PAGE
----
Recently, I saw Shah Rukh Khan’s movie Raees. The movie was very close to the real life character of underworld don Abdul Latif from Gujarat. The gangster was glorified to all limits in the movie. Anyway, the character was the hero of the movie and this is not the first time that underworld mafias are worshiped by Bollywood directors. Mumbai is the land of Mafias and Movies. So over the years, underworld has captivated Bollywood. It is seen that whatever happens in underworld makes news in Bollywood. From time to time, our film directors have come up with one or the other criminal’s love or badass stories and subsequently follow the trends. Interestingly, these movies made big business too. In fact, Bollywood’s romance with the criminals is a much glorified subject always. From an alliance with actors, to financing films underworld ‘dons’ have been accused for, and their love birds to be a lead actress, bollywood had seen it all. Time and again, filmmakers have taken up these subjects passionately and explored the mysterious lives of ‘Underworld Dons’ on the big screen. The formula works really well at the box office and with the critics too. The cliché that cinema reflects the brutal realities of life holds true.
Ruthless and a hot-headed, Abdul Latif was among the most wanted gangsters of the ’90s. The Gujarat-based gangster got news space again with the movie Raees. The man who started as a small-time gambler and bootlegger went on to become a brutal underworld don who would have run-ins with rival gangs both in India and abroad. This includes an attempt on the life of Dawood Ibrahim who later on became his associate. He also had a Robinhood image in the society and was known for helping the poor.
Abdul Latif was a criminal known for illegal business of lifting and stealing in Gujarat. He was born in Kalupur area of Ahmedabad in 1951 in a poor Muslim family. One of seven children of his father, he couldn’t get a decent upbringing and struggled to finish school. He was soon employed by his father at his shop, where he sold tobacco, but he started fighting with his father for more money. After getting into his 20s, he decided to go his own way. To make quick money, he entered the world of illicit businesses and joined Allah Rakha, a bootlegger who also ran a gambling den. Latif was first employed at the gambling den. He then left Allah Rakha and joined a rival gambler, but parted ways with him too after being accused of theft.
He then became a bootlegger himself, and that’s where his journey into the world of crime, politics, started. He established contacts and relationships with smugglers, criminals, policemen and politicians who helped and allowed this illegal business to flourish. In the process of growing his clout and illicit business, Latif became involved in other crimes like extortion, kidnapping and even murders. Latif was wanted for over 100 cases of murder, contract killing, extortion, rioting, kidnappings, and smuggling and was also wanted in the 1993 Mumbai blasts case. There were 243 cases against his gang including 64 murders and 14 kidnappings. He formed his own gang, and at one point of time in the early 80s, he indulged in a gang-war against Dawood Ibrahim.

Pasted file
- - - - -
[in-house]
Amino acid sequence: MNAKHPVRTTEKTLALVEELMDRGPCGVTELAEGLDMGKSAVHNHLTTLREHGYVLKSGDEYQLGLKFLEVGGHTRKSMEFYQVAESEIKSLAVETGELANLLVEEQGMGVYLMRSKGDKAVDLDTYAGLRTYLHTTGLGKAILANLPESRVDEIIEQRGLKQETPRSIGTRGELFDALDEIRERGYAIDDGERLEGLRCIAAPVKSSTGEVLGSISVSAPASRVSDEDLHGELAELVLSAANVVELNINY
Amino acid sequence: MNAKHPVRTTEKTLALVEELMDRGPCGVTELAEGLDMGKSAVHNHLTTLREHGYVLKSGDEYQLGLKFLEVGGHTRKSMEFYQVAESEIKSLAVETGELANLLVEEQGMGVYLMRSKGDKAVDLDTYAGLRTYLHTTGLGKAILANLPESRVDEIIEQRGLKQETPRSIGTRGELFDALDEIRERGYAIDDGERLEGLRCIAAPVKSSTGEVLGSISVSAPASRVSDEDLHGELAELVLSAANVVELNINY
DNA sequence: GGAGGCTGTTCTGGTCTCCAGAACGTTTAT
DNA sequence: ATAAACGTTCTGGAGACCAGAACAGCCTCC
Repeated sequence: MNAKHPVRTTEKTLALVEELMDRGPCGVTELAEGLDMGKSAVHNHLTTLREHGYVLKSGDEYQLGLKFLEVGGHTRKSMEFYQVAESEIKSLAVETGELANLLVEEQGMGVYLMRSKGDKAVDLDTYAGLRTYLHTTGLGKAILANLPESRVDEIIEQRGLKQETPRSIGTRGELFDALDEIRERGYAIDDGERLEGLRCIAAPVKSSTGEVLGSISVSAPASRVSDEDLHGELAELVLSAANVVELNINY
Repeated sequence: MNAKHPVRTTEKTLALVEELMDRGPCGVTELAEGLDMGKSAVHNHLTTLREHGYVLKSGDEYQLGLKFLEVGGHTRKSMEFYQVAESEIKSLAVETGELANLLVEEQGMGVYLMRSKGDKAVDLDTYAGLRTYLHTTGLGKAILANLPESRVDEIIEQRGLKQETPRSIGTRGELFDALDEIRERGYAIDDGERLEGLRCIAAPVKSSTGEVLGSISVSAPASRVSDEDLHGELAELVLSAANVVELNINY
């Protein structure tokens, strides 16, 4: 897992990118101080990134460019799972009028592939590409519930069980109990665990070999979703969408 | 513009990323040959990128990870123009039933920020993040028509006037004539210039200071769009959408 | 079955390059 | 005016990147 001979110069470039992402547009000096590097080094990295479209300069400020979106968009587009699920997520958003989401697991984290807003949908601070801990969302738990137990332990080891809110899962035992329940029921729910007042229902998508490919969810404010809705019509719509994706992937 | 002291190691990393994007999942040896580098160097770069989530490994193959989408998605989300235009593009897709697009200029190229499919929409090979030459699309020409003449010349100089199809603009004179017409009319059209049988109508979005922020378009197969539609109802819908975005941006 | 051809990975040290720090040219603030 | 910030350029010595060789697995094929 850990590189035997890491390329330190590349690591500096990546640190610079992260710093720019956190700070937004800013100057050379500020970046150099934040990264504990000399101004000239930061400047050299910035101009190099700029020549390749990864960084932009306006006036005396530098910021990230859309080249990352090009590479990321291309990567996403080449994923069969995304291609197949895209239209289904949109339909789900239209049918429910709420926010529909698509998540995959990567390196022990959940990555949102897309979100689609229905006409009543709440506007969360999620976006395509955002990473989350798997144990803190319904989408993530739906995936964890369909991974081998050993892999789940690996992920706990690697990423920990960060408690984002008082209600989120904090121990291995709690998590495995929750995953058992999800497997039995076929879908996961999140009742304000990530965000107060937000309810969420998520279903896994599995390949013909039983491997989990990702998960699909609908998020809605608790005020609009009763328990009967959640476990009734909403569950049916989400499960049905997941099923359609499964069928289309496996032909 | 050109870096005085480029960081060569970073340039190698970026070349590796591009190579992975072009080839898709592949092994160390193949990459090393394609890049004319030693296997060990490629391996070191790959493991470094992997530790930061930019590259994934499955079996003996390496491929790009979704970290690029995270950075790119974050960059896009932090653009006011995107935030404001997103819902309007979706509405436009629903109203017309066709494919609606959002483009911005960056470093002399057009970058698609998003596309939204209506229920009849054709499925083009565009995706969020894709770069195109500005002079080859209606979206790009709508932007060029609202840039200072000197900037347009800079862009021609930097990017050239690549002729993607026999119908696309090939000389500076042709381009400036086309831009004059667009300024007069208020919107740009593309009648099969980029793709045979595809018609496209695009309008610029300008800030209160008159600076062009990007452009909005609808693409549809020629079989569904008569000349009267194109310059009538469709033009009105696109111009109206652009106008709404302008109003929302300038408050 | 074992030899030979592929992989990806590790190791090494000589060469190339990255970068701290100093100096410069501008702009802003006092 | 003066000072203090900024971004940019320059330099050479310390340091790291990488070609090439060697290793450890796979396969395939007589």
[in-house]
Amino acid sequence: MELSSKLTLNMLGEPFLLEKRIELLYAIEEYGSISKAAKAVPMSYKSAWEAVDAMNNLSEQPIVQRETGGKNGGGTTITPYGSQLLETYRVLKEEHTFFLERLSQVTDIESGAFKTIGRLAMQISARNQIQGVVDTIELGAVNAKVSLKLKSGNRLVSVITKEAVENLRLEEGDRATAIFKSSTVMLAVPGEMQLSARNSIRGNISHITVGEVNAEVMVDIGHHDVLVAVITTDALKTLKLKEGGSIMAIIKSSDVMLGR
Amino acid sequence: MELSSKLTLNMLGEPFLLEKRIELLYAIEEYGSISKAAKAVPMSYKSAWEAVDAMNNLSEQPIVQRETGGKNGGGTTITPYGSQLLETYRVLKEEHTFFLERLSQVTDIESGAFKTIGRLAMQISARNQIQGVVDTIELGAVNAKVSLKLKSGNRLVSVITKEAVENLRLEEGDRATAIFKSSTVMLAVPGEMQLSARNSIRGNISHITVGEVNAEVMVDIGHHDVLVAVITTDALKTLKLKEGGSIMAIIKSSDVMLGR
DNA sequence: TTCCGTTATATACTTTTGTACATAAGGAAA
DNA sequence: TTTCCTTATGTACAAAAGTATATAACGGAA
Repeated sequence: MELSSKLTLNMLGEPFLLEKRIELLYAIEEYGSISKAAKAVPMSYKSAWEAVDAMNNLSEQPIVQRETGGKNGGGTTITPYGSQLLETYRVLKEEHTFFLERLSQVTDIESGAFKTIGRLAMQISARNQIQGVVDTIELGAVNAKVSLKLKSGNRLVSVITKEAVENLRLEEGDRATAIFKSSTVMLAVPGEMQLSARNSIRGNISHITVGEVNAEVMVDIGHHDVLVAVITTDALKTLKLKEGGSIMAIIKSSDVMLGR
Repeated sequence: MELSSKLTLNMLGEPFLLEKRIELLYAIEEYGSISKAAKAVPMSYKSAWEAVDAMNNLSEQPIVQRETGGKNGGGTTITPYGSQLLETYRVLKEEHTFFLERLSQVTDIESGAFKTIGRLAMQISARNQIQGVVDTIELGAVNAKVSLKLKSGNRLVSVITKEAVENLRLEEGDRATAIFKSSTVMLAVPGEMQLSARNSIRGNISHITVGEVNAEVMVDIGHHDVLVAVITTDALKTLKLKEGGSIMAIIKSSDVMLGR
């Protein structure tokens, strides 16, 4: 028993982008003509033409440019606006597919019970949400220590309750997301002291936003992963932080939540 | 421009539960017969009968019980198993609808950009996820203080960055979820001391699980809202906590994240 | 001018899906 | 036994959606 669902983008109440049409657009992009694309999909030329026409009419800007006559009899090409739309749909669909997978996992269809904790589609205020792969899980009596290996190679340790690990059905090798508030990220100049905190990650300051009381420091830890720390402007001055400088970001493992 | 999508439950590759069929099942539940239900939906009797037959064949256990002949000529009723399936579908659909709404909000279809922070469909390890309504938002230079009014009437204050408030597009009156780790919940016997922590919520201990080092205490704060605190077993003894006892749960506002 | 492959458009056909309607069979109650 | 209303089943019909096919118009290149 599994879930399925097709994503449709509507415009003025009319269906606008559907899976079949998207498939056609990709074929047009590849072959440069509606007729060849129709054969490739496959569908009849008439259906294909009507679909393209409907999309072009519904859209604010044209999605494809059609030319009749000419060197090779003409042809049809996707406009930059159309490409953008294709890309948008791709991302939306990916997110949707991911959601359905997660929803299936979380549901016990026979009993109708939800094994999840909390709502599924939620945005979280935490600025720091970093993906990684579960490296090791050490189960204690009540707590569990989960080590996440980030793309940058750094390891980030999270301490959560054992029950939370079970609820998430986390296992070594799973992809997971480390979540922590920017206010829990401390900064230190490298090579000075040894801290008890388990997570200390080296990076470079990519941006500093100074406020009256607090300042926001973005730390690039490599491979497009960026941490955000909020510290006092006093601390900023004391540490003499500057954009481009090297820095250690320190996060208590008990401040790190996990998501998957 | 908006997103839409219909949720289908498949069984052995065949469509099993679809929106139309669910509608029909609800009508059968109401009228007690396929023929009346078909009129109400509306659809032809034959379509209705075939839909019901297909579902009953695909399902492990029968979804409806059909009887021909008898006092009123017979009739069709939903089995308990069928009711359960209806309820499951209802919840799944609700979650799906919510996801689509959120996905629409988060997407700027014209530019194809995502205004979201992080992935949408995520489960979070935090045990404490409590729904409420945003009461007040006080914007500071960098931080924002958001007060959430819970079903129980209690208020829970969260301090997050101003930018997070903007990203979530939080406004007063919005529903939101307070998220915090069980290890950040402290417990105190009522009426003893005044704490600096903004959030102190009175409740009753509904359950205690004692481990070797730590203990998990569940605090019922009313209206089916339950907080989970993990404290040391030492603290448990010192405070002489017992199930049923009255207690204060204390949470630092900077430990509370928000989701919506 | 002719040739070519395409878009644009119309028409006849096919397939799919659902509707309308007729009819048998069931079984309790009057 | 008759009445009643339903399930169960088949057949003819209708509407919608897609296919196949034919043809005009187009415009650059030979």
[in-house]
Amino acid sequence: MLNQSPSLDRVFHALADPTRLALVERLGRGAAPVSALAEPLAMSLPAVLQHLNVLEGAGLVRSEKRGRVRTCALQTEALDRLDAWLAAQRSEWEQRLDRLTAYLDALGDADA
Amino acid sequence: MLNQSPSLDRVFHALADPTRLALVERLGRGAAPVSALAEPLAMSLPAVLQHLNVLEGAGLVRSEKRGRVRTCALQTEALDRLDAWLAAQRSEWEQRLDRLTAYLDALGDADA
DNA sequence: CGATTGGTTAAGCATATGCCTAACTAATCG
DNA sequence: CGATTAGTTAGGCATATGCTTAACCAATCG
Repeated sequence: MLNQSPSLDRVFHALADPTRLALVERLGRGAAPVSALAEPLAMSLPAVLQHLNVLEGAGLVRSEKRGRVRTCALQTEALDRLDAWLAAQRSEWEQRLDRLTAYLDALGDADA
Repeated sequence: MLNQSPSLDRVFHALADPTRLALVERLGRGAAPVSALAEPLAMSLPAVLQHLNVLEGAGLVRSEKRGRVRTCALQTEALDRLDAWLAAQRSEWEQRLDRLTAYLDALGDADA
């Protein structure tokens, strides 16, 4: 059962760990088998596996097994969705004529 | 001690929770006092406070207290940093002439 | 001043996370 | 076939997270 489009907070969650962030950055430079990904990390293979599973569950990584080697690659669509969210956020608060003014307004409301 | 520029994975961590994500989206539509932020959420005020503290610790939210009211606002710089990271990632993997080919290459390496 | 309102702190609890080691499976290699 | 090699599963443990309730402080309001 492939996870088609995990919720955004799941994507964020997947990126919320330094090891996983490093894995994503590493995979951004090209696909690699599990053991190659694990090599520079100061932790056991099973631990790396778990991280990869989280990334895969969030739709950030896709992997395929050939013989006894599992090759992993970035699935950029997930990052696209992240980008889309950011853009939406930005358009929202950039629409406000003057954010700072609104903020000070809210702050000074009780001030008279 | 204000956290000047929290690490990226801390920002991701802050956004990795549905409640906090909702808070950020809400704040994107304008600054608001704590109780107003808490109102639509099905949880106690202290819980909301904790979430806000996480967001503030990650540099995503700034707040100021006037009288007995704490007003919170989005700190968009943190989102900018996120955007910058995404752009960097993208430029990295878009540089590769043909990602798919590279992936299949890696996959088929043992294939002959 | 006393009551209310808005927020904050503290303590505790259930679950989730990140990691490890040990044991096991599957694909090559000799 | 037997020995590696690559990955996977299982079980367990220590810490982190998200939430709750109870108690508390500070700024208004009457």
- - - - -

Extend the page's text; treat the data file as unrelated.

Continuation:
It is reported that Latif’s gang was almost exclusively made up of Muslim members only, which was not the case of other criminal gangs in those times. Perhaps, he did it to cultivate a Robinhood type image among poor Muslims – a community he was born in. And it worked. Latif could win in five municipal wards in local body elections of Ahmedabad in 1986-87. He was in jail at that time.
Although his political career was cut short as he was disqualified from the post.
In August 1992, Ahmedabad saw AK-47s being used in a gang-war that left 9 people dead in Radhika Gymkhana. Latif’s gang members had gone there to kill one Hansraj Trivedi, but since they didn’t recognise him, they killed everyone. The orders to kill everyone came from Latif. The city was shocked at this naked display of terror. In the following years, Latif became identical with crime in Gujarat as he joined hands with Dawood, who by then had started planning the Mumbai blasts of 1993. Latif was the main culprit in supplying RDX used in 1993 Mumbai blasts.
In 1995, BJP formed its government in Gujarat and the same year Latif was arrested in Delhi following a two month long operation led by the Anti-Terrorism Squad of Gujarat Police. Latif was lodged in Sabarmati Jail of Ahmedabad subsequently, and two years later, he was killed in an encounter by Gujarat Police. In 2014, Latif’s son, Shaikh Arif Abdul Latif, contested in the election on Samajwadi Party’s ticket against Shanker Singh Vaghela, who was the Chief Minister when Latif was killed. Latif’s other son had contested against Vaghela in 2009 on SP’s ticket.
Shah Rukh Khan’s movie Raees tried to portray Abdul Latif as a good man. He was shown larger than life. Though, the producer of the movie declared that the film was not based on any living or dead person and was completely fictional. Surprisingly, in spite of having Pakistani actress in the movie and also the main character based of ‘Goon of Gujarat’, no one really made much chaos and film made average business. Some even speculate that this movie was an attempt to influence Muslim voters, ahead of elections in five states.